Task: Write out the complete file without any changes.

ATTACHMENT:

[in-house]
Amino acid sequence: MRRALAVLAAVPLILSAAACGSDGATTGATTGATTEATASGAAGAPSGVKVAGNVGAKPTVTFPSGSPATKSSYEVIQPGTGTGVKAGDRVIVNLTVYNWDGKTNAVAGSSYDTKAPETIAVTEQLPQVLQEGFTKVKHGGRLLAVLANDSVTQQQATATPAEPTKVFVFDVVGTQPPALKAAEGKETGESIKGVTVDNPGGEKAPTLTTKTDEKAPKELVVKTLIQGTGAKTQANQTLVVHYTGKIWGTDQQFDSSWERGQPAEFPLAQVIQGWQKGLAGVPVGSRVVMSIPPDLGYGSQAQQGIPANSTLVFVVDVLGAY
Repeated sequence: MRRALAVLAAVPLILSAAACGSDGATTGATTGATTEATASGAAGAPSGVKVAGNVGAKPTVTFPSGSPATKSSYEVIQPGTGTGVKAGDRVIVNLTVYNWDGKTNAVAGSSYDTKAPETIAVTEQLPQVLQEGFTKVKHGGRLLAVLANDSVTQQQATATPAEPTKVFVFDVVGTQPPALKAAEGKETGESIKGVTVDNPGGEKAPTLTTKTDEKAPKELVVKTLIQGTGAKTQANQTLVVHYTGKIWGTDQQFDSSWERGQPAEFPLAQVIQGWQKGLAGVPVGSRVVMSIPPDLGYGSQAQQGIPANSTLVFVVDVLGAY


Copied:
[in-house]
Amino acid sequence: MRRALAVLAAVPLILSAAACGSDGATTGATTGATTEATASGAAGAPSGVKVAGNVGAKPTVTFPSGSPATKSSYEVIQPGTGTGVKAGDRVIVNLTVYNWDGKTNAVAGSSYDTKAPETIAVTEQLPQVLQEGFTKVKHGGRLLAVLANDSVTQQQATATPAEPTKVFVFDVVGTQPPALKAAEGKETGESIKGVTVDNPGGEKAPTLTTKTDEKAPKELVVKTLIQGTGAKTQANQTLVVHYTGKIWGTDQQFDSSWERGQPAEFPLAQVIQGWQKGLAGVPVGSRVVMSIPPDLGYGSQAQQGIPANSTLVFVVDVLGAY
Repeated sequence: MRRALAVLAAVPLILSAAACGSDGATTGATTGATTEATASGAAGAPSGVKVAGNVGAKPTVTFPSGSPATKSSYEVIQPGTGTGVKAGDRVIVNLTVYNWDGKTNAVAGSSYDTKAPETIAVTEQLPQVLQEGFTKVKHGGRLLAVLANDSVTQQQATATPAEPTKVFVFDVVGTQPPALKAAEGKETGESIKGVTVDNPGGEKAPTLTTKTDEKAPKELVVKTLIQGTGAKTQANQTLVVHYTGKIWGTDQQFDSSWERGQPAEFPLAQVIQGWQKGLAGVPVGSRVVMSIPPDLGYGSQAQQGIPANSTLVFVVDVLGAY